by Dr. Terry Stoops
Director of the Center for Effective Education, John Locke Foundation
Recently, a college acquaintance passed along a Lancaster Online article titled, “Schools scrambling to find substitute teachers.” In it, administrators in Lancaster, Pennsylvania area school districts complain about difficulties finding reliable and qualified substitute teachers.
The substitute shortage in Pennsylvania originates from a problem that may sound familiar to North Carolinians. There is a teacher shortage in the state. According to the article, “In 2015, only 6,215 state residents sought teaching certificates, down 62 percent over just three years. The number of certificates awarded in 2012 was 16,361, according to the education department.”
What may surprise some is that there is a shortage despite the fact that Pennsylvania’s average teacher salary is the tenth highest in the nation at nearly $65,000 a year.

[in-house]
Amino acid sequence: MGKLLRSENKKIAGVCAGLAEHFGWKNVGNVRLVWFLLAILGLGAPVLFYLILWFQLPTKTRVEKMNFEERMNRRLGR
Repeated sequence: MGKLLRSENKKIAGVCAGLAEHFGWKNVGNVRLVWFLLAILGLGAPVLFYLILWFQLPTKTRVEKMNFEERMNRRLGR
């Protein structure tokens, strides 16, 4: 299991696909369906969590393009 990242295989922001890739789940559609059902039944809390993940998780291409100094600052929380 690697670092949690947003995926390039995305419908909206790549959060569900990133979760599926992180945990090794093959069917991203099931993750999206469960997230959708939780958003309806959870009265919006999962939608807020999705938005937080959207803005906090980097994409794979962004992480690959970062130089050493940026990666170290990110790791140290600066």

In fact, many states that offer attractive salaries and compensation packages to teachers have struggled to fill vacancies.
Liberals, known to never let a good crisis go to waste, have used the shortage as an opportunity to attack education reform efforts, including charter schools, vouchers, teacher evaluation, standardized testing, right-to-work, and tenure. It also gives them a chance to revisit claims that public schools are underfunded and teachers are disrespected by [insert name of political enemies].
But the fact that shortages occur in big-spending, reform-averse, and/or unionized states suggests that the problem is much more complex than leftists care to admit.